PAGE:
Wednesday, February 20, 2013

Rough Ashlar No. 4


This must be recognized as the most polarizing and foolish argument in all of Freemasonry. Why would  I say this? Well, first of all, the inspirations if not the direct origin of Freemasonry clearly lies in the Pre-Christian traditions of Egypt, the Middle East, and Europe.

Officially, Freemasonry is adogmatic - even "mainstream" Freemasonry claims that the Grand Architect of the Universe, the GAOTU  is a symbolic term which may represent the deity of any religion, or the creative force of the Universe for those who do not care to anthropomorphize their deity.

However, in the late 19th Century, in the heat of the delusional mindset of the "Victorian Error" against which the western world is still struggling, the Anglophone Masonic organization, ever in search of excuses to express their distaste for their French brethren, used the removal of the assertion of a belief in  deity by the GODF to deny them recognition.

Their objection to this change represents a political fiction. If it had the appearance of credibility at the time, it has long since ceased to appear sincere.

There are plenty of Freemasons in the Liberal Obediences who are sincere believers in one or another religion. Although "mainstream" obediences require that their members espouse a belief in a divine creator, it is inconceivable that no mason has ever either intentionally lied about this in order to gain admission to their lodges, or has so sworn in spite of serious private reservations concerning their own beliefs, or who, having later ceased to hold such beliefs, maintained silent concerning their loss of faith out of convenience. Beyond that, it is quite common in all times for people to espouse belief who are fundamentally casual and indifferent to the matter, practicing religion as a social convention alone. Such people will swear a belief in God without having really given the matter any serious thought.

Regardless of all this, the matter is folly. There is no justification for refusing to recognize one or another obedience for matters of individual dogma. Freemasonry is Freemasonry, and given the overall decline of the craft in modern times, we need to seek a more open and accepting approach to other obediences. The only truth behind this is one of callous political self-interest.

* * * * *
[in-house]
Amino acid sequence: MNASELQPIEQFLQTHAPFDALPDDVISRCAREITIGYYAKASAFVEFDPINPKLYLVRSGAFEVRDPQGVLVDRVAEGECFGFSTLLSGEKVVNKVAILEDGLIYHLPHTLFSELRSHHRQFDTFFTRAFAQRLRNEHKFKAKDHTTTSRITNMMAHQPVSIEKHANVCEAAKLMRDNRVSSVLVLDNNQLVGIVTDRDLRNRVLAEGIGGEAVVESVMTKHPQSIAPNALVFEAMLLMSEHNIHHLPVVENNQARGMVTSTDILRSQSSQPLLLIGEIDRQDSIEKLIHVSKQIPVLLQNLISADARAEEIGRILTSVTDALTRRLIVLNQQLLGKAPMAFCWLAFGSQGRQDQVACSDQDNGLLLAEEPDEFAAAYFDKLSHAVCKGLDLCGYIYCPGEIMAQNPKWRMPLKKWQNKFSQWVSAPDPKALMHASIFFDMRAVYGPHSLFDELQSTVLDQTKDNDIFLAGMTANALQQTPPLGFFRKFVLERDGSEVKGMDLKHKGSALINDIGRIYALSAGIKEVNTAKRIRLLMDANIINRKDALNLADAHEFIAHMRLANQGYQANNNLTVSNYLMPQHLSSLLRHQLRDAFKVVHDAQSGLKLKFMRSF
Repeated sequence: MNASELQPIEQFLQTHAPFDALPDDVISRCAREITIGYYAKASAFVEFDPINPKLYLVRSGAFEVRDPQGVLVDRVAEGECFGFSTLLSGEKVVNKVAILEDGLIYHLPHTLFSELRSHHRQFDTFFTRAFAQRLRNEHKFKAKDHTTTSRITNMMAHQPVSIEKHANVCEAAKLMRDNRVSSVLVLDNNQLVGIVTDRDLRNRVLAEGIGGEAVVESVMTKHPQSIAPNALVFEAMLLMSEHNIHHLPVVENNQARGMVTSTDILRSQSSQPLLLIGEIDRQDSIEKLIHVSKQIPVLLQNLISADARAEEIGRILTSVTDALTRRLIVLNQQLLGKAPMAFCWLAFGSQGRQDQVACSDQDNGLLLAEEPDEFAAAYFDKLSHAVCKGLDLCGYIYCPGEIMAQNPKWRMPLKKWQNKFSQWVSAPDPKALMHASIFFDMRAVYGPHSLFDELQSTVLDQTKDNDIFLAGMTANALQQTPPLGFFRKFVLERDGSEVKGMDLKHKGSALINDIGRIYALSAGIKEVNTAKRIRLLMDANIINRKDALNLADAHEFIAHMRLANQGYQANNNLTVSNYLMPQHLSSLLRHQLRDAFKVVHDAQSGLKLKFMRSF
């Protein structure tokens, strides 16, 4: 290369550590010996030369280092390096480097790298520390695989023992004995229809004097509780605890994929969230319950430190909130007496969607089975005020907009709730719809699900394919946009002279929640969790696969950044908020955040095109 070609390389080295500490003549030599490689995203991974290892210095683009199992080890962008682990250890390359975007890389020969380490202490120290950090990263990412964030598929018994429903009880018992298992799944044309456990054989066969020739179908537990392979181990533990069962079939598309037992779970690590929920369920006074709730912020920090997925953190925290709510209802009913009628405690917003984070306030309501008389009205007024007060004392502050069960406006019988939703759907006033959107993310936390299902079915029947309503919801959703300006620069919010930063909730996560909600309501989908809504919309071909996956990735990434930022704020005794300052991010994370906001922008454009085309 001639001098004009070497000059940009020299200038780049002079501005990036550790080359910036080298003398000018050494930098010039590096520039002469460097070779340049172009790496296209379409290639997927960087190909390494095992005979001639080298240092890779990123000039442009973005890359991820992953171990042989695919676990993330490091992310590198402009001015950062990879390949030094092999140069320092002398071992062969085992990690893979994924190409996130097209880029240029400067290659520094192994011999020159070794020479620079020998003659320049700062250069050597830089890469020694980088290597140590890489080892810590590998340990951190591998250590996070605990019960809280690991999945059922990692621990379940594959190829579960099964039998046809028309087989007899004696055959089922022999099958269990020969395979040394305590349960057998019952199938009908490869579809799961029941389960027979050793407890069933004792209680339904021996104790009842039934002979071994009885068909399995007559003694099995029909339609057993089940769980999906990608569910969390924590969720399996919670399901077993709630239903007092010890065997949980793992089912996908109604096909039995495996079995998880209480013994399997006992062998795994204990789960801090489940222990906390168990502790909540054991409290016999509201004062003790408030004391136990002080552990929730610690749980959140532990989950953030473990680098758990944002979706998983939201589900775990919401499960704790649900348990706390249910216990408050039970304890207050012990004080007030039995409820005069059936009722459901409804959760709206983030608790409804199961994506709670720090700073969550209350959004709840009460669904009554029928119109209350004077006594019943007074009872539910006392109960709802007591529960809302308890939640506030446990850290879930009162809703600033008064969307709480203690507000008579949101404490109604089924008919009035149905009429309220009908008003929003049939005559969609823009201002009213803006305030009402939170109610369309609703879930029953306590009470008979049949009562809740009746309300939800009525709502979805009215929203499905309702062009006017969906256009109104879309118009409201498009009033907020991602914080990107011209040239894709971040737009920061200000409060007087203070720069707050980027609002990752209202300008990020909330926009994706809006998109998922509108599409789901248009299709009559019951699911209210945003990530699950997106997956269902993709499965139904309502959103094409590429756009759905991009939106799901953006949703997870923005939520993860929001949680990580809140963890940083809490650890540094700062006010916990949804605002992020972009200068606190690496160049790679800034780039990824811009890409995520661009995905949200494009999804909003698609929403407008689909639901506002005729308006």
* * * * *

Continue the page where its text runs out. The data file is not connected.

Today, in much of the United States, the belief in a supreme deity is an excuse for religious bigotry, intolerance, and most recently, literal witch hunts. While it may be wise to make the belief optional since even Grand Masters are guilty of both misinterpreting it and abusing it to forward their own more narrow beliefs, at the very least it is no excuse for not accepting that other groups exist with an equal right to bear the name "Freemason."

Change is long overdue.

1 comment:

Capricornus said...

Bravo, brother! I fall in to the "creative force of the Universe" camp. While I do not consider myself to be an atheist I do often find myself very sympathetic to atheist positions and arguments. I do not believe that this difference of understanding makes me less of a Mason, but you can be sure that I keep most of my views to myself. I am comfortable speaking in terms of the G.A.O.T.U, but I know that there are brothers in my Lodge who would seek to have me removed if they knew how I truly felt. If anyone ever asks me about my religion I simply reply that I am a member of "...that Religion in which all Men agree, leaving their particular Opinions to themselves; that is, to be good Men and true, or Men of Honour and Honesty..."